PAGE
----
Red Squirrels eat a variety of foods, including seeds, nuts, berries, fruits, insects, eggs, and bird nestlings. They are capable of storing food in their cheek pouches for later consumption.
Red Squirrels are active all year round. In the summer months, they are often seen gathering and hoarding food for the winter. In the winter, they remain active, but conserve their energy by staying in their nests during the coldest parts of the day.
Red Squirrels have many natural predators, including hawks, owls, foxes, coyotes, and domestic cats. They are also vulnerable to destruction of their habitats due to logging and development. For this reason, it is important to protect their habitats and provide suitable nesting and foraging sites for them to thrive.
3. Northern Flying Squirrel
The Northern Flying Squirrel (Glaucomys sabrinus) is a species of squirrel commonly found in the northern parts of North America and Canada, including Ontario. They are one of the two species of flying squirrels found in Ontario, the other being the southern flying squirrel (Glaucomys volans).
Northern Flying Squirrels are small, nocturnal rodents that grow to a length of about 25 cm (10 in) and weigh between 66 and 123 g (2.3 and 4.3 oz). They have soft, greyish-brown fur on the back and pale greyish-white fur on the underside. They also have large eyes to help them see in the dark.
These squirrels are known for their ability to glide between trees using loose skin membranes that connect their front and back legs. This form of gliding allows them to cover distances of up to 45 m (150 ft). They also have a long, prehensile tail that helps them balance while they are gliding.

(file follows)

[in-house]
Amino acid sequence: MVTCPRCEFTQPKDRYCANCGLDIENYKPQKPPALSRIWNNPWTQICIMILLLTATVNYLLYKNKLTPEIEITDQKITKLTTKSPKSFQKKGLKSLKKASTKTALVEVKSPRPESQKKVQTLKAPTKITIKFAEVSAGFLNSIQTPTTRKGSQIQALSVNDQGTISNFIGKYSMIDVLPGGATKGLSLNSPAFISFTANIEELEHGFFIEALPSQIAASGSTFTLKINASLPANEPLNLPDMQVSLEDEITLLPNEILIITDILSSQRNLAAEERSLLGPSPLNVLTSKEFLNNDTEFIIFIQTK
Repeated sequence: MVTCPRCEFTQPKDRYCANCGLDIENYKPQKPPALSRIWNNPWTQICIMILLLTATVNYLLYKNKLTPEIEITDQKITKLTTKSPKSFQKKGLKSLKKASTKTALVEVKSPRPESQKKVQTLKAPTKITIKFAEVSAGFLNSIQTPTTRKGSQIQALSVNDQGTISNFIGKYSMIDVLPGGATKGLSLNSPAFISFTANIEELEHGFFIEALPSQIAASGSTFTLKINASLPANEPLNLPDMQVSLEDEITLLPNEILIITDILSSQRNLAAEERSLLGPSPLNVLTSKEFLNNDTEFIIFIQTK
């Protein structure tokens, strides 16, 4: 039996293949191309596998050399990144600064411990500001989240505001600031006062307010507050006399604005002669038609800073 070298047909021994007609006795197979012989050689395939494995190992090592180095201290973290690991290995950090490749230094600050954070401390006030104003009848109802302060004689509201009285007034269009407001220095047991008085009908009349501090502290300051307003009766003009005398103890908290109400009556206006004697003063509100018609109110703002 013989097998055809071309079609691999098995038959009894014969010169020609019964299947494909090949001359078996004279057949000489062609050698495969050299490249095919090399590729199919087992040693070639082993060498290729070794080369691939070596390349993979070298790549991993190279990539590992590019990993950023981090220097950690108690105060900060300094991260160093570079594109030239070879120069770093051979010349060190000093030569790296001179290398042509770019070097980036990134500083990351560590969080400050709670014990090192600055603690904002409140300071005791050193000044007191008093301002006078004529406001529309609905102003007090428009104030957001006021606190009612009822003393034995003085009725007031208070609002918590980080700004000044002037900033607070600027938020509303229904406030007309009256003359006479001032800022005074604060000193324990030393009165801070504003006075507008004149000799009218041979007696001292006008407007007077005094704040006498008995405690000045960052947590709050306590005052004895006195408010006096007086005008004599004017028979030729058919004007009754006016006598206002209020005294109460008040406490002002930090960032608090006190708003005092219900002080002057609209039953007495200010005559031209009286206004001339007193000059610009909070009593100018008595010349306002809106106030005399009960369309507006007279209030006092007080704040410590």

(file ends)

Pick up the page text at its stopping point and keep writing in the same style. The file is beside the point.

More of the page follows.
Northern Flying Squirrels feed on a variety of foods, including nuts, seeds, fruits, fungi, and insects. They are also known to enter bird feeders and steal food from them. They typically build their nests in the hollows of trees, but may also build them in birdhouses and buildings.
Northern Flying Squirrels are found in a variety of habitats, including mixed hardwood and conifer forests, as well as urban and suburban areas. They are considered a species of least concern by the IUCN and are not threatened.
4. Southern Flying Squirrel
The Southern Flying Squirrel (Glaucomys volans) is a species of squirrel found in many parts of Ontario, Canada. It is one of the most common squirrels in the province, and is distinguishable from other species by its unique flying ability.
The Southern Flying Squirrel is small and agile, with a body length of 15-20 cm and a tail length of 8-15 cm. Its fur is mostly grey, but its belly and underside are white with a slight reddish hue. Its eyes are black, and its ears are large and round. Its tail is slightly flattened and has a white tip.